In a darker corner of the art exhibit building, two crows in Bonnie Nelson’s haunting watercolor pecked at a dripping carcass they had carried into the branches of a bare tree, and it seemed to whisper – nevermore -.
Big Piney Robotics introduced the fairgoers to "Handyman", a robotic forklift capable of lifting up to 50 pounds and stacking differently shaped loads. Pinedale, students Holden and John took their robot, the wild-haired "Athena, Goddess of Knowledge" into the crowd and delicately offered folks suckers.
Miranda Bousman wowed the crowd with her winning pedal tractor pulls. "My secret is I move cows a lot. I also move my legs a lot to keep my legs in shape," she said.
Isaac Hayden was a featured musical guest and brought his Ray LaMontagne flavored American Folk to the stage. Isaac is from Jackson but lives in Nashville now. The next two months he and his girlfriend Samantha will be staying in Jackson with their family, while Isaac plays the local hotels and Hayden’s Post on his very weathered, but beautiful acoustic-electric guitar.
Mckenna Carnahan of Big Piney talked about her "bred and fed" steer Otis. "I started working with him in November," she said. "Steers have a lot of personality. Otis can open a gate, so I have to keep an eye on him. Last year I got second in this event. If he will do what I tell him, my chances are good. But, he thinks it fun to make me drag him," she said.
Hadley Sims who won Grand Champion Market Heifer and Reserve Champion Market Steer talked about what it takes to produce winners. "You have to be dedicated. You have to work all the time to get them gentle," he said. "I work between two and three hours a day. You want to walk them all the time. Training their hair to grow is a big thing. It’s a beauty show."
It is worthy of note that Hadley’s Steer is really a heifer that was fed as a steer, yet beat all the steers. According to his father Tim Sims, it is not all that unusual. "Last year at the state fair and also in 2012 the market heifer beat all the steers," he said.
Hadley’s sister Megan, who won Grand Champion Steer talked about her approach to raising a champion. "Hard work and determination to get a job done, and make an animal the best that it is," she said. "I think there is a trust that you develop with an animal, since you are out there all the time taking care of it. You need to develop a good eye. We are lucky to have a Dad with a good eye. It is important to study up on your particular animal so you know what you are looking for. You should know what a buyer would want…what is desirable." Megan has now graduated from 4-H and will begin study in elementary education at UW this fall.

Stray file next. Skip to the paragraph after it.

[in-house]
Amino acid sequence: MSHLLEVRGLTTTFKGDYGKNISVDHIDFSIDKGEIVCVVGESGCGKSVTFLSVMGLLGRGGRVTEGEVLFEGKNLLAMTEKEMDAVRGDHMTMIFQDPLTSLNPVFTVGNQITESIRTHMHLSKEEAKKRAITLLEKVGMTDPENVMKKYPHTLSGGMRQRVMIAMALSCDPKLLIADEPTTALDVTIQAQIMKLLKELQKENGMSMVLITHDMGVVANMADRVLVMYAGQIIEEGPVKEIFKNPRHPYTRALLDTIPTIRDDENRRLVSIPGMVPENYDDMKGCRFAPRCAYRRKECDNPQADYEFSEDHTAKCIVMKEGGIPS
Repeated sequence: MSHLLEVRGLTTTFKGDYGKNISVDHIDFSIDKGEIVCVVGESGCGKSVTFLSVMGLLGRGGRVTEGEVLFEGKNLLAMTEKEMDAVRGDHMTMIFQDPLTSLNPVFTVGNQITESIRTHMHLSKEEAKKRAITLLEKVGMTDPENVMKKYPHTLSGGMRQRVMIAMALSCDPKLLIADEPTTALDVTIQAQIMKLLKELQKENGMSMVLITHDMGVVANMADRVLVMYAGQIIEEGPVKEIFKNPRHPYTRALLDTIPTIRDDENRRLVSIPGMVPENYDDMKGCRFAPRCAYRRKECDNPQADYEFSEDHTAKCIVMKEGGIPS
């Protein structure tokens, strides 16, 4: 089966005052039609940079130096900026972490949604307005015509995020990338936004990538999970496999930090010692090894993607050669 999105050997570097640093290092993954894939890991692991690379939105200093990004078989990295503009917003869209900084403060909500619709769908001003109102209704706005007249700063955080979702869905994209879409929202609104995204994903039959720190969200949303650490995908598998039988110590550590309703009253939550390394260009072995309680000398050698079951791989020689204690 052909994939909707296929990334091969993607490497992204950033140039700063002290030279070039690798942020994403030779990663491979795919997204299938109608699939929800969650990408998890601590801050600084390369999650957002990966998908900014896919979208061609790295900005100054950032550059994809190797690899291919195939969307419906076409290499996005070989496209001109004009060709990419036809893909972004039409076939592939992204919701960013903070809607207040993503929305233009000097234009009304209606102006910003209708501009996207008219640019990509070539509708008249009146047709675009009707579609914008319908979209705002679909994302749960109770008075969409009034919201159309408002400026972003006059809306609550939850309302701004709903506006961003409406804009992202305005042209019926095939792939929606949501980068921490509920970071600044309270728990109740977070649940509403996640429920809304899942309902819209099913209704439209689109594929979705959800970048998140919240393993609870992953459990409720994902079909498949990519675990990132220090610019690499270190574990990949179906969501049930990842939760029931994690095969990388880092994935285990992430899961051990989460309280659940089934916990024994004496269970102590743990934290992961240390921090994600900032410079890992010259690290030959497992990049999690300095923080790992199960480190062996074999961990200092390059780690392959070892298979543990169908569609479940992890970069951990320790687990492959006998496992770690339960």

Long before there was a nice arena for the big horse pulls, there was a street full of sand in front of the library in Pinedale. According to Steve Mitchell of Big Piney, "We’d feed our cattle then load the sleds with salt blocks and weigh them at Stan Murdock’s," he said. "We put together two classes, light and Heavyweights. It was part of what was called the Winter Carnival."
Today, horse pulling is a more professional operation. Horses are bred and trained specifically for the pull and feed sleds have become 2000 pound steel monsters loaded down with around 8000 pounds of solid concrete blocks, and they are called Stone Boats. There are three classes, light, medium and heavy. The heaviest team of horses Saturday night weighed 4730 pounds…with their shoes on.
In a two-step operation, a harnessed team swings by a stationary sled and driver and assistants put a hook from the horse end into a ring on the front of the stone boat. This takes place in a non-stop synchronized pass. At the same time the hook and ring join up an assistant hands the reins to the driver, who gives the reins a good shake and the horses sprint off…with a huge jerk.
Saturday night, a local photographer was invited to ride on a Stone Boat in the competition. The photographer ran to the Stone Boat driven by Joe McKee, took his place in the passenger seat side of the heavily loaded sled, the team hooked up, the driver cracked the reins and the horses jumped so hard against the chained boat that the photographer did an immediate backward summersault over the back of the boat. His hat and camera went flying and bouncing and then the camera pieces did some more bouncing. But it was apparent he was alright when the first thing he did was clean the dirt from his camera, do a test fire of the crowd and then give a graceful bow. Either by grit or foolishness, the photographer took two more rides with Joe, who turned out to be the eventual heavy weight winner.
The competition is over now, the arena is emptying, old friends are saying goodbye and competitors are talking to fans and shaking hands, stragglers are moving to the exits, but Liberty Vrska aged 4 ½ from the Upper Green, still rides her stick bull in dizzying circles to the golden music of the setting sun coming in thru the open door.